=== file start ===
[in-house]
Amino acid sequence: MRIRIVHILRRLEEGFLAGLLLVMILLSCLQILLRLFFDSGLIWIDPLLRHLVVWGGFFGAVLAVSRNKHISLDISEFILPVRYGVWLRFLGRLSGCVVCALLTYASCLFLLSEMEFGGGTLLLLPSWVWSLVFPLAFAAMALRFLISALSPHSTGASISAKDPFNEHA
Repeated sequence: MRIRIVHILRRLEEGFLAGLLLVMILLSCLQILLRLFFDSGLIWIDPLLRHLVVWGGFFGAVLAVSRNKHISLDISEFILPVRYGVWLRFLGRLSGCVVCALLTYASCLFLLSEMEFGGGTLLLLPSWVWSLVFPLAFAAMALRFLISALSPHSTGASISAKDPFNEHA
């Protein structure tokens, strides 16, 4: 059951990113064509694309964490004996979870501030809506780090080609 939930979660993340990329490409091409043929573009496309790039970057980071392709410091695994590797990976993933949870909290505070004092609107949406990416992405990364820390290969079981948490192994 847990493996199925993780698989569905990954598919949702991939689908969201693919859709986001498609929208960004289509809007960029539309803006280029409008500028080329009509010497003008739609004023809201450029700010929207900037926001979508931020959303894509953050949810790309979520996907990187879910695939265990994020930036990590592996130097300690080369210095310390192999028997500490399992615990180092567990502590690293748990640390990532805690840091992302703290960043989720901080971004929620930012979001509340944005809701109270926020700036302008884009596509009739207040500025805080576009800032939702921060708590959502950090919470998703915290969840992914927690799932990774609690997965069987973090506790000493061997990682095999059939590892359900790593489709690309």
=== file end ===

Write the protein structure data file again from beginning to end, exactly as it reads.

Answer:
[in-house]
Amino acid sequence: MRIRIVHILRRLEEGFLAGLLLVMILLSCLQILLRLFFDSGLIWIDPLLRHLVVWGGFFGAVLAVSRNKHISLDISEFILPVRYGVWLRFLGRLSGCVVCALLTYASCLFLLSEMEFGGGTLLLLPSWVWSLVFPLAFAAMALRFLISALSPHSTGASISAKDPFNEHA
Repeated sequence: MRIRIVHILRRLEEGFLAGLLLVMILLSCLQILLRLFFDSGLIWIDPLLRHLVVWGGFFGAVLAVSRNKHISLDISEFILPVRYGVWLRFLGRLSGCVVCALLTYASCLFLLSEMEFGGGTLLLLPSWVWSLVFPLAFAAMALRFLISALSPHSTGASISAKDPFNEHA
């Protein structure tokens, strides 16, 4: 059951990113064509694309964490004996979870501030809506780090080609 939930979660993340990329490409091409043929573009496309790039970057980071392709410091695994590797990976993933949870909290505070004092609107949406990416992405990364820390290969079981948490192994 847990493996199925993780698989569905990954598919949702991939689908969201693919859709986001498609929208960004289509809007960029539309803006280029409008500028080329009509010497003008739609004023809201450029700010929207900037926001979508931020959303894509953050949810790309979520996907990187879910695939265990994020930036990590592996130097300690080369210095310390192999028997500490399992615990180092567990502590690293748990640390990532805690840091992302703290960043989720901080971004929620930012979001509340944005809701109270926020700036302008884009596509009739207040500025805080576009800032939702921060708590959502950090919470998703915290969840992914927690799932990774609690997965069987973090506790000493061997990682095999059939590892359900790593489709690309």